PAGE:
five more language acquisition tips

It’s been about a year and a half since I took my last French language class. Since crossing over to literature courses, I’ve had some minor anxieties about losing my grasp of grammar and conventions. While I may be familiarizing myself more with the deployment and use of language in its native format (in literature, in print media, in film, in seminar conversations), I’ve nonetheless had to keep at my basic grammar skills in addition to my studies.

I wrote a post a year ago about tips for learning languages, and I’m going to add on to this list today with some tips for maximizing your energy as a language learner.

  • Learn IPA: IPA, or the International Phonetic Alphabet, is a helpful tool for anyone interested in learning how a language functions phonetically. IPA is a universal system through which words can be transcribed and therefore pronounced through a set of phoneme representations in Latin (or Latin-like characters). Now, IPA is not necessarily intuitive at first; certain sounds are pretty analogous to their English equivalents, like /g/ in good or /s/ in s Others are not, like /dʒ/ in judge, are not. It will take some time to learn all of the steps and mechanisms of IPA, and for some languages it’s more complex than others. For instance, Mandarin, due to its tonal nature, has markers which tell you what the tone is (these are also present in pinyin). For French, IPA is helpful for distinguishing similarly sounding phonemes, like /u/ in joue /ʒu/ and jus /ʒy/. The vowels [ou] and [u], to the English speaker, look indistinguishable, given that [ou] and [u] in English are often the same sound, as in the words you and june. The phoneme /y/ however, rarely is used in English. IPA is even more helpful more helpful for learning English because it quite frankly doesn’t make much phonemic sense. English is a wildly irregular language in terms of its orthography, and IPA allows English learners to better gauge how certain words are pronounced. Unlike orthographic systems, IPA is universal; it does not change depending on language or even dialect. The /u/ phoneme which appears in Azeri is the same /u/ that appears in Icelandic.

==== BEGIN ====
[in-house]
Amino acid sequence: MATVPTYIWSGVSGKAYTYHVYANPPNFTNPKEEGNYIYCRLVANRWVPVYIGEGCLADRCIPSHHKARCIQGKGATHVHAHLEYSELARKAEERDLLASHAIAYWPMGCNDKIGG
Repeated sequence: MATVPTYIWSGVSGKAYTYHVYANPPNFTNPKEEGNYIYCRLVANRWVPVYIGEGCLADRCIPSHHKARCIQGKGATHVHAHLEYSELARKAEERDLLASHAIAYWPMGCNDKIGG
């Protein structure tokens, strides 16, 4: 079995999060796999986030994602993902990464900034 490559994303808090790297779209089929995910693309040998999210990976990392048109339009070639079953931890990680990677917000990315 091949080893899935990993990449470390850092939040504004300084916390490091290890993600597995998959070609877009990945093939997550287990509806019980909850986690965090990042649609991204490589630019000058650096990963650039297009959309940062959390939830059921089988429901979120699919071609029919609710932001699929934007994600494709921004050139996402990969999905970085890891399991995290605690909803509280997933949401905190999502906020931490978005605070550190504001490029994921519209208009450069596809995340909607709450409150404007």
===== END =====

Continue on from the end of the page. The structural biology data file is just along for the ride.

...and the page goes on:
• Study the function and natures of words : The process of learning a language often involves a sense of mimicry: you hear your professor say a phrase coupled with a translation, and you therefore apply that same phrase with perhaps a different predicate. “I go to the store” becomes “I go to the museum” or “She goes to the bar” or “I went to the farm.” Yet, not all verbs act the same. While you can replace the object in this sentence, or replace the subject and its verbal conjugation, you cannot replace the verb without taking into consideration its attached prepositions. “Go” as a verb functions in a way which “enjoy” does not. Not only would swapping “go” with “enjoy” make the sentence illogical, but it would also cease to make syntactical sense either. (“I go to the store” -> “I enjoy to the store”) Words have specific functions and the nomenclature which gives us a way of studying language is important for a language learner’s ability to understand the moving parts of language. Words like adjective, adverb, verb, noun and preposition are important to know, and many of you may be familiar with these terms from your grade school education. Other words, like conjunction, locution / idioms / turns of phrase, transitive, intransitive, direct/indirect object, reflexive, complement or compound, may be new to the student sitting in their first German class. Even more terms, like agglutinative, fusional, and polysynthetic, are terms which are used to talk about language purely in the field of linguistics and language theory, and therefore may not be directly useful to a new speaker.